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    Just get new wheels. Get one with a flip flop hub so you can ride fixed or free and make sure its not tubular. This isn't a racing bike, you don't have a teambus or neutral support. I don't think holdfasts and tubulars have ever been on the same bike before! haha. Really, I'm not trying to be a jerk, but you really should ditch those wheels. They may be very good but tubulars are a very silly vanity for street riding.
    So yeah, get a new wheelset.

  16. #16
    Senior Member the_don's Avatar
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    Nothing wrong with tubulars on the street. I have a lot of friends who ride them.

    Although tokyo streets are beautiful and clean!

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    For real? I sometimes go months without a flat and then have a week where I get one everyday. Theres broken glass in all the bike paths here. once a week I take tweezers and pull out all the glass stuck in my wheels. I usually pull out 8-10 chunks. And aren't tubular tires more expensive? I go through a tire every 3-4 months, that would also get old real quick.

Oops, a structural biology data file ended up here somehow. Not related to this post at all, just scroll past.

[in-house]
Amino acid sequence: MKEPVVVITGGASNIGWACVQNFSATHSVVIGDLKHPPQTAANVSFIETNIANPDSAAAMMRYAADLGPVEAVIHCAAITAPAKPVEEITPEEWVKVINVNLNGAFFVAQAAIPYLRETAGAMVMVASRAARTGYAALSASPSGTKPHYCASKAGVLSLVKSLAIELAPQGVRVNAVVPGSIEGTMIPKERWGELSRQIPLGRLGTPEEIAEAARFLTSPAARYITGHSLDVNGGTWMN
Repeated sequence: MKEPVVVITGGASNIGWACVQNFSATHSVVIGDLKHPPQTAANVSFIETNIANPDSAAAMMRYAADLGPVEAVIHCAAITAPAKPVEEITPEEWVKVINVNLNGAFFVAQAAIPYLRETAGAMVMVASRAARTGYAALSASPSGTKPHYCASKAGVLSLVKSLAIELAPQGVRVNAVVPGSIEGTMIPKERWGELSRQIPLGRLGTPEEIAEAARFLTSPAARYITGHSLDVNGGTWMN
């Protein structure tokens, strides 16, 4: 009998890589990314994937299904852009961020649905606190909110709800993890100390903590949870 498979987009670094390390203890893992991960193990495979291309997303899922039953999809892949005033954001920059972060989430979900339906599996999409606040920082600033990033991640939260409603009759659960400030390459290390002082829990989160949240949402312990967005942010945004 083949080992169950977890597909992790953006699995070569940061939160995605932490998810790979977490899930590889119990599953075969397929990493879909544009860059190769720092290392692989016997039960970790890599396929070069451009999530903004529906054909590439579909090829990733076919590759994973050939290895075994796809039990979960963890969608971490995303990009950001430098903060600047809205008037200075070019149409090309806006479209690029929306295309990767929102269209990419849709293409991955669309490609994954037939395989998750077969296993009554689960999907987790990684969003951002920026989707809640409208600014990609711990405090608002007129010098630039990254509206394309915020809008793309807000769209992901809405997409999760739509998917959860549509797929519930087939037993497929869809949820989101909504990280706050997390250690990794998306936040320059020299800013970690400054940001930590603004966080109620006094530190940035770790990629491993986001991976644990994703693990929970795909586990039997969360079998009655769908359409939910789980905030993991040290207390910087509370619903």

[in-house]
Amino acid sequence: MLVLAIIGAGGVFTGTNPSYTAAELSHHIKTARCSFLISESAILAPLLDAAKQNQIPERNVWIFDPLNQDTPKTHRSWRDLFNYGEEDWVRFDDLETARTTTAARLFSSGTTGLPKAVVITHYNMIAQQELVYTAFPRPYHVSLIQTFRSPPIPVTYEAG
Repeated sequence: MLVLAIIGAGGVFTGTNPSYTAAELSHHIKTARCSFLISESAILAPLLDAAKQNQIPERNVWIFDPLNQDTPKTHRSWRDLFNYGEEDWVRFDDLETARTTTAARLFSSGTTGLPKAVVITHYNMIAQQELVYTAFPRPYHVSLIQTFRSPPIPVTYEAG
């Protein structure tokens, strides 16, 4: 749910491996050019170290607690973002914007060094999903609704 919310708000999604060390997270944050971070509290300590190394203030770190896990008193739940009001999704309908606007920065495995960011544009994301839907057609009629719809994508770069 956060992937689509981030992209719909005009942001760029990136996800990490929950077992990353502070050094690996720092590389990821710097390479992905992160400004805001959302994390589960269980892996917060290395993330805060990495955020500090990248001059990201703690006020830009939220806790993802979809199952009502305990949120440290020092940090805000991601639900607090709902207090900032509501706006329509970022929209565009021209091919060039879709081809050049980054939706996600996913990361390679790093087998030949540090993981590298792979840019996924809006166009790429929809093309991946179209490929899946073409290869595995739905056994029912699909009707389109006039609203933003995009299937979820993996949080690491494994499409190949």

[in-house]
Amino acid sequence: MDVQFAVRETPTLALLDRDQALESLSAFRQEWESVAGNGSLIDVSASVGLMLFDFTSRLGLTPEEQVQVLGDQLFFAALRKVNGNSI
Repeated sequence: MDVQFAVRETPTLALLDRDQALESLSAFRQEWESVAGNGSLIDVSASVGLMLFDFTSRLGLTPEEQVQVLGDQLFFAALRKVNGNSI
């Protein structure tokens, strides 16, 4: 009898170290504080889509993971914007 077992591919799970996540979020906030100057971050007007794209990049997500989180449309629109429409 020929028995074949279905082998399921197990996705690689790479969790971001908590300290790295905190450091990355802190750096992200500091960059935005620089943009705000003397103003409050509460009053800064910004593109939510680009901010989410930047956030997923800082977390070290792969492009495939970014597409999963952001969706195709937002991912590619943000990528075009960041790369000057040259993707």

Why do your friends ride tubulars? Is it a vanity thing or is it really all about performance?

  18. #18
    Senior Member the_don's Avatar
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    Quote Originally Posted by robertv View Post
    For real? I sometimes go months without a flat and then have a week where I get one everyday. Theres broken glass in all the bike paths here. once a week I take tweezers and pull out all the glass stuck in my wheels. I usually pull out 8-10 chunks. And aren't tubular tires more expensive? I go through a tire every 3-4 months, that would also get old real quick.
    Why do your friends ride tubulars? Is it a vanity thing or is it really all about performance?
    I have never had a flat tire in the last 5 years here in Tokyo. And I do a fair amount of riding.

  19. #19
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    Quote Originally Posted by the_don View Post
    I have never had a flat tire in the last 5 years here in Tokyo. And I do a fair amount of riding.
    Thats pretty awesome.

  20. #20
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    Yea i've been riding on tubulars for like a month and I havent had any problems yet, I scale in at 180lbs, but I since tubulars cant get pinched I dont believe thats a negative factor, For the meantime I'm just going to find a fixed rear wheel on craigslist So I can experiment, but I dont really want to alter anything on my drivetrain since everything is straight and well adjusted.